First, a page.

Ensuring your life-saving defibrillator is visible and accessible significantly increases the chance of survival in Sudden Cardiac Arrest casualties and may mean the difference between a successful or unsuccessful rescue.
Leading independent UK defibrillator supplier defibshop have designed a new signage range under their AED Armor brand that ensures defibrillators are on display, visible, accessible and easily identifiable for both trained an untrained responders.
Comprising of directional stickers, wall and floor signs, posters, brackets and an illuminated indoor cabinet, AED Armor’s new range is suitable for multiple industry environments and ensures both bystanders and frequent visitors of the location know where to retrieve the defibrillator from, if required. For every minute treatment is delayed, the casualty loses 10% of their survival chance. Highlighting the defibrillator’s presence saves vital time, and lives.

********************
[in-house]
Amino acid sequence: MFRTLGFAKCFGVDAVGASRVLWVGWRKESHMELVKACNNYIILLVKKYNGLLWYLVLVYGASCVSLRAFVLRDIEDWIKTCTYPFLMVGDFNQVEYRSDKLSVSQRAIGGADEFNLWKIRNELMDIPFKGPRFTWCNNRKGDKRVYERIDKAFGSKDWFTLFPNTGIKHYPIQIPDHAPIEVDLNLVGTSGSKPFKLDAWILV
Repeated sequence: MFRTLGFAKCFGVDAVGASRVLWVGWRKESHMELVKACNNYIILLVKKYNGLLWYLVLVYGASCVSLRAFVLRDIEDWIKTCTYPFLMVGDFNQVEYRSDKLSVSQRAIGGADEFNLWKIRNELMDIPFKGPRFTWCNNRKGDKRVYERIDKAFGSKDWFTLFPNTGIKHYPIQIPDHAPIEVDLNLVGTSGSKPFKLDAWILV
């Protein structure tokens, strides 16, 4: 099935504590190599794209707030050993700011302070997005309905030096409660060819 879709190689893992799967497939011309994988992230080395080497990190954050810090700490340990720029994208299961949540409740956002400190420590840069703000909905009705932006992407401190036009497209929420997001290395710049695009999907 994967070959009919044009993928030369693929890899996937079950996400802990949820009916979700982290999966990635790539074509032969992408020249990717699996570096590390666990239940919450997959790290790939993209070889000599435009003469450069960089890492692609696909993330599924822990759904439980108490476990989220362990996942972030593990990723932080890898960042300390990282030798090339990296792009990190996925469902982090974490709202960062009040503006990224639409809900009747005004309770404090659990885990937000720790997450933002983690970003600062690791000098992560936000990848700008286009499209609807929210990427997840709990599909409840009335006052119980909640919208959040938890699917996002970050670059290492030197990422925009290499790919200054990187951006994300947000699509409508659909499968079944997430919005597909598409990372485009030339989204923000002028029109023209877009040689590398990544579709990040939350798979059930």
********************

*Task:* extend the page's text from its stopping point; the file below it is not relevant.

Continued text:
With the knowledge of how important it is to create awareness about a defibrillator being on site and available for use, defibshop Managing Director, Lyndsey Hope states:
“The number of defibrillators in the public domain is continually growing, but the majority of these devices aren’t highlighted so people don’t know they’re there and lives are being lost. When you’re putting investment into the unit you need to ensure its visible and accessible for use, not shut away in a cupboard. With the new AED Armor signage range, investors can display and highlight their life-saving investments and more lives can be saved.”
Contrary to popular belief, you do not have to be trained to use a defibrillator – they can be operated by both trained and untrained responders. After dialling 999, requesting an ambulance and switching the defibrillator on, responders should follow the instructions provided by the device and continue treatment as advised until the Emergency Services have arrived.
Defibrillators paired with CPR are the only devices that can help casualties of Sudden Cardiac Arrest which claims approximately 100,000 deaths in the UK, every year.
Find out more here.